“My father was self-employed all of my childhood and I saw how many hours he spent working. I never thought I would own my own business,” Mengali said.

For the first three years after starting Mengali Accountancy she had a full time job working for someone else. She was content to grow her business gradually. In 2006, she hired her first employee. In March of that year she opened her first office in Healdsburg.

She continued her education, earning a bachelor’s in business management from Pacific Union College in Angwin and obtaining her real estate broker’s license. A passion of hers is working out the financials on complex real estate deals.

Changing course

Going paperless in 2007 had a lot to do with where Mengali is today.

“That was the first step to be able to upscale. It created more efficiencies and automated workflows. We didn’t project all the benefits, though, that paperless would bring,” Mengali said.

With everything being digitalized, it meant employees had access to all the documents they needed without having to be in a physical office.

“We wanted to be on the cutting edge of technology and as a new firm I knew it would differentiate us,” Mengali said. “We also had clients with strict annual outside audit requirements that drove the idea that we needed a system to quickly pull up documents for the auditors.”

It wasn’t until the pandemic hit in 2020 that paperless proved to be beneficial beyond the original reasons for that move. Already having the systems in place to make remote work feasible not only kept the company going, it was the catalyst for growth.

Companies that weren’t as forward-thinking were scrambling to adapt to working remotely.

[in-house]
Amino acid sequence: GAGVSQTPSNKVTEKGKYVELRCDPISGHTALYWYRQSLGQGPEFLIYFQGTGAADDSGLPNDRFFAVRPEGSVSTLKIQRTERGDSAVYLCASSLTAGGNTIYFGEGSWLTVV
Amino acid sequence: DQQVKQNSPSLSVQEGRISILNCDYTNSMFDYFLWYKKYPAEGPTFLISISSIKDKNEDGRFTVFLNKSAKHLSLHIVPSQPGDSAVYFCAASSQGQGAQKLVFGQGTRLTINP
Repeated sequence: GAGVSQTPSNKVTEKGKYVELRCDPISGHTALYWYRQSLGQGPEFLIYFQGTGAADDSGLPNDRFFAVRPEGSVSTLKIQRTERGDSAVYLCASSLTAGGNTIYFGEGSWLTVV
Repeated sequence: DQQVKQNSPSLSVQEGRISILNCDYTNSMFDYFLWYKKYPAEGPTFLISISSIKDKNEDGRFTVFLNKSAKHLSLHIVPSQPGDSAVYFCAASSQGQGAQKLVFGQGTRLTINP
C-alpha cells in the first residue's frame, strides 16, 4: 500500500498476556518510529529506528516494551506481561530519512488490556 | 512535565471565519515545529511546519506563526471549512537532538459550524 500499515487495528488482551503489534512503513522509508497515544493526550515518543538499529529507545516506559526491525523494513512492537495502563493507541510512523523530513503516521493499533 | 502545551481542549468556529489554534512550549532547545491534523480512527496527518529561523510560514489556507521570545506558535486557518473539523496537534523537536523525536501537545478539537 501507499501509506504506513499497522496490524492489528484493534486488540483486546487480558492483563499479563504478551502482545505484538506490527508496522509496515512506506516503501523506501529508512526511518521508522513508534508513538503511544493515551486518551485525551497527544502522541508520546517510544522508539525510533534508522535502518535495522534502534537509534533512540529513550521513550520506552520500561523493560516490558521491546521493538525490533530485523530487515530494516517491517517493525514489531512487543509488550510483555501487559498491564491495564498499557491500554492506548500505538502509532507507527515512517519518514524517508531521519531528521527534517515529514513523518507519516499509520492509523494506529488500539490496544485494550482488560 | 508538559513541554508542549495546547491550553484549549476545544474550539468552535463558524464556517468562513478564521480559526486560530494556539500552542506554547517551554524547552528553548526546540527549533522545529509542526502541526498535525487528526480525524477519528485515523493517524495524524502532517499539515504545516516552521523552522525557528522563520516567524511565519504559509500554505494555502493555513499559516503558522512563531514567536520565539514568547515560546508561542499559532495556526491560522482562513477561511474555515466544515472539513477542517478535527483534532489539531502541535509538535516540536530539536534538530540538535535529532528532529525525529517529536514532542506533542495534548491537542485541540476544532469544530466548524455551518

That proverbial light bulb went off with Mengali and her partners (Hollander and Debbie Warren) that they no longer had to be limited by the employee pool in the North Bay. With client files online, workers could access them from anywhere, which meant those employees did not have to be in Sonoma County.

Before the pandemic the firm had about 25 employees. In two years it nearly doubled to 48, with employees working and doing business in 10 states.

“Our growth was very much driven by our clients’ needs. We really didn’t have the option to not grow. It would seem like we could say no to new business, but the nature of our real estate clients is they were growing internally and exponentially,” Mengali explained.

This sudden growth led Mengali and her partners to realize they needed help.

“Our clients, the tax code and life in general is getting more and more complex. With that complexity requires a deeper bench of knowledge. It’s difficult to grow an organization without plugging into a bigger eco-system,” Mengali told the Business Journal as to why this year was the right time to be part of a larger organization.

Moss Adams has about 3,800 employees in 30 states. It has a dedicated human resources team, IT experts and other specialists that the Mengali operation was in need of to continue to be successful.

Since the change took place in August, the biggest difference for Mengali is returning to what she loves instead of wearing multiple hats as a business owner that did not always bring her joy.

“I am able to focus on my passion and have experts in other areas focus on their passions,” Mengali said. “Everything doesn’t feel like it’s on my shoulders anymore.”

Local women changing what leadership looks like

Here are more stories of influential North Bay entrepreneurs and executives.